5. Take a break. You deserve it. Plus, your ailing family member might benefit from someone else's company. Think about respite careby friends, relatives or volunteers. Or try for a weekend or longervacation by turning to a home health agency, nursing home, assistedliving residence or board-and-care home; these facilities sometimes accept short-term residents. Adult day centers, which usually operate five days a week, provide care in a group setting for older people who need supervision.
6. Deal with your feelings.Bottling up your emotions takes a toll on your psyche — and even onyour physical well-being. Share feelings of frustration with friendsand family. Seek support from co-workers who are in a similarsituation. Make an appointment with a professional counselor, or join acaregiver support group.
7. Find time to relax. Doing something you enjoy, such as reading, walking or listening to music, can recharge your batteries. Some caregivers meditateor use relaxation techniques such as deep breathing or visualizing apositive place. If you're religious, you might find that prayer can bea powerful tool.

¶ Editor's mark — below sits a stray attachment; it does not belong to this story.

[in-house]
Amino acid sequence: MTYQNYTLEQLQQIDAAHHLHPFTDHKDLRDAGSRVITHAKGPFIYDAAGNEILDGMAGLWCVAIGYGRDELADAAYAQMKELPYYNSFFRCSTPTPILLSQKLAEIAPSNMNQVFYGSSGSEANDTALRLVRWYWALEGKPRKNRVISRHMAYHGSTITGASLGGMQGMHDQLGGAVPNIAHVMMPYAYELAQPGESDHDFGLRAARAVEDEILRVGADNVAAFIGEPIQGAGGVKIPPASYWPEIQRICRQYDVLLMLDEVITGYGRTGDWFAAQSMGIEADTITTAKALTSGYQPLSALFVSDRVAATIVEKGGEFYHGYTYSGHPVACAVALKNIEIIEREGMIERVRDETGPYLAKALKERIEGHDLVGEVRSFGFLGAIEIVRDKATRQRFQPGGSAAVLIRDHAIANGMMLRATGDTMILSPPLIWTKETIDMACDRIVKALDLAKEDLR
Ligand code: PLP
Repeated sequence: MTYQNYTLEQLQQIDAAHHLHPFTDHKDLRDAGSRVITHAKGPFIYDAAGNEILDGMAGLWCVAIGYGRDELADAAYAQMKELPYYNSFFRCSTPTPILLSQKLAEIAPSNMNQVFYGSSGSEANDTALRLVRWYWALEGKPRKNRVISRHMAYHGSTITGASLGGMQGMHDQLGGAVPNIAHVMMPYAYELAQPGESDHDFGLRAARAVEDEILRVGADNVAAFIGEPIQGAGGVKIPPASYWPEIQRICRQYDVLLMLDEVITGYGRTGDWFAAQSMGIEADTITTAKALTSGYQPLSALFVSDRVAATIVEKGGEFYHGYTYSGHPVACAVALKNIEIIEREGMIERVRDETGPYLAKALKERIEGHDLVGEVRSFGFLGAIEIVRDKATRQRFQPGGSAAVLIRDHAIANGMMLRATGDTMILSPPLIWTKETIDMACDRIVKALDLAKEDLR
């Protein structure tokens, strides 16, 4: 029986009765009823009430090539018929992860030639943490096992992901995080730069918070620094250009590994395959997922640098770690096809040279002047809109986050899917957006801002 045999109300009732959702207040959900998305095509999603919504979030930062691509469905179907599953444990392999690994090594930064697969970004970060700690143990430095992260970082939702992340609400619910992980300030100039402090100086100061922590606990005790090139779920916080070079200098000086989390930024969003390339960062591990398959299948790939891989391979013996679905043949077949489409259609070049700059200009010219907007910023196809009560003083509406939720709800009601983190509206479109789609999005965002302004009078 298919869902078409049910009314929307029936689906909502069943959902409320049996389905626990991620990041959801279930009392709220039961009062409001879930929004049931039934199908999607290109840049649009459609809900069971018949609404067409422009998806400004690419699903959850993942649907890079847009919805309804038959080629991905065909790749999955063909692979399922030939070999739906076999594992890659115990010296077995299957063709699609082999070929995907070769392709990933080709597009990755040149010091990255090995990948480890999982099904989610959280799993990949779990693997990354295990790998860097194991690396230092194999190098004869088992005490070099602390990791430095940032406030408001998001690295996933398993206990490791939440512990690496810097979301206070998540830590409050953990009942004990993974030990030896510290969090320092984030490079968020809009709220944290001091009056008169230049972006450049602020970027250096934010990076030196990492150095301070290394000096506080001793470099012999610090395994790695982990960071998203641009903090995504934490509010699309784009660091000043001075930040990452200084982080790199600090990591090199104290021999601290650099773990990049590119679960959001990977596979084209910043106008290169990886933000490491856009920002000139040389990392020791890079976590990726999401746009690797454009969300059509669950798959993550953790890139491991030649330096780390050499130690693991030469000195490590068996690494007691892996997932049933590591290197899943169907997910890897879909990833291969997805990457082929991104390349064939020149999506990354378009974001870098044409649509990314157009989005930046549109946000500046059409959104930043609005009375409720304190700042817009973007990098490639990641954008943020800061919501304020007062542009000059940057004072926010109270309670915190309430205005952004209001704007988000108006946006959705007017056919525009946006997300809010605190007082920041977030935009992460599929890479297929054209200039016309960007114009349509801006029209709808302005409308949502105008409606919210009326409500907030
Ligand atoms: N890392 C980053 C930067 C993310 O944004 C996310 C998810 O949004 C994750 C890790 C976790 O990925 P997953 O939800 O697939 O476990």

8. Get organized. Simple tools like calendars and to-do lists can help you prioritize your responsibilities. Always tackle the most important tasks first, and don't worry if you can't manage everything.
9. Just say no.Accept the fact that you simply can't do everything! Resist the urge totake on more activities, projects or financial obligations than you canhandle. If someone asks you to do something that will stretch you toothin, explain honestly why you can’t — and don't feel guilty.10. Stay positive. Do your best to avoid negativity. Hold a family meeting or call an elder care mediatorto resolve conflicts with siblings and other relatives. Instead ofdwelling on what you can't do, pat yourself on the back for how muchyou are doing, and focus on the rewards of caring for someone you love.